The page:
Stronger together – this applies not only to many social movements around the world, but also to projects in indie game development. Not only effectiveness but also creativity are boosted when creative people from different countries and cultures come together to develop games together. Southeast Asia is a very diverse region with many cultures, languages, religions and of course also different possibilities and approaches to game development. While individual countries already have a very distinctive development scene, there are also regions in Southeast Asia in which game development plays a subordinate role, if at all.
Due to the current corona pandemic, UOW Malaysia KDU has decided to have this year’s summer showcase of its student projects take place digitally. It is an ideal opportunity for us to introduce you to the games made by students of the Bachelor of Game Development at the School of Computing & Creative Media. It is impressive what Malaysia’s future game designers have achieved already: from a culturally inspired point & click adventure, to a musical brawler or even a Souls-like, everything is there to delight a gaming enthusiast’s heart and what’s the best: all games can be downloaded free of charge, the links can be found below. We have picked five highlights for you, but the other projects are also definitely worth a look.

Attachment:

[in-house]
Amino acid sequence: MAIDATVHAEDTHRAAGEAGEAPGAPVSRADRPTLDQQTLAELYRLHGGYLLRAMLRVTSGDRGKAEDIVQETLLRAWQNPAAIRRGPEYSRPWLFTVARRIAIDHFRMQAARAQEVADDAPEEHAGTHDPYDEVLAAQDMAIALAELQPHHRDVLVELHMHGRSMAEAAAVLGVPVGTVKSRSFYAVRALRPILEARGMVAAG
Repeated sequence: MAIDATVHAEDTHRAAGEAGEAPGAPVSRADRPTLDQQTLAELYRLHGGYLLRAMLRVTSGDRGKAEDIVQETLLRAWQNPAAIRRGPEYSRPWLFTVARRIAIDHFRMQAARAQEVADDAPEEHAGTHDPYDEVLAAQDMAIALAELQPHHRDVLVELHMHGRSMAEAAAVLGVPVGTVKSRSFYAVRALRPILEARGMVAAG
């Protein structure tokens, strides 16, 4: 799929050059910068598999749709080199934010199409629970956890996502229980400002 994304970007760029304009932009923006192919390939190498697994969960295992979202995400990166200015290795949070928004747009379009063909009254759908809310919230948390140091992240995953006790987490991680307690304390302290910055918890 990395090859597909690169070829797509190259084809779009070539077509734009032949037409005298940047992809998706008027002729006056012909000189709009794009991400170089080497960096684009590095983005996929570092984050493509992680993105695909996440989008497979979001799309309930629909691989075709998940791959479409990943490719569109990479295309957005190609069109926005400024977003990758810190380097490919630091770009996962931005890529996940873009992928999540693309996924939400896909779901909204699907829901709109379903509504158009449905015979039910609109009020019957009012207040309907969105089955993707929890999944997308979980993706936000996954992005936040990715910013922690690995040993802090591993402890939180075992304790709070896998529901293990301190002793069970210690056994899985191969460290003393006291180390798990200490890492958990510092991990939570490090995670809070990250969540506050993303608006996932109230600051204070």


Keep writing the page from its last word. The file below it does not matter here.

Gamescom 2019 has just closed its doors and it is time for Virtual SEA to look back at the best games from Southeast Asia showcased at the world’s biggest consumer […]
As part of the Berlin gamesweek, this year’s A MAZE festival opened its doors from April 10 to 13 to present talks, workshops and exhibitions from the field of art and culture and playful media. Being the Gamescom’s little artsy-fartsy sister, inclined visitors had the chance to experience mind-blowing VR installations, crazy indie games and other media that go way beyond mainstream gaming. Main topics were inclusion, politics, playfulness, and experimental visuals – all of it with a great and wide international focus
Languages and creoles die when they fall out of use and relevance from current contexts. Moved by Kodrah Kristang’s mission to revitalise Kristang, I also wanted to use this local creole in my new game that is based on Southeast Asian culture and folklore. But this comes with challenges due to Kristang’s limited and/or dated vocabulary.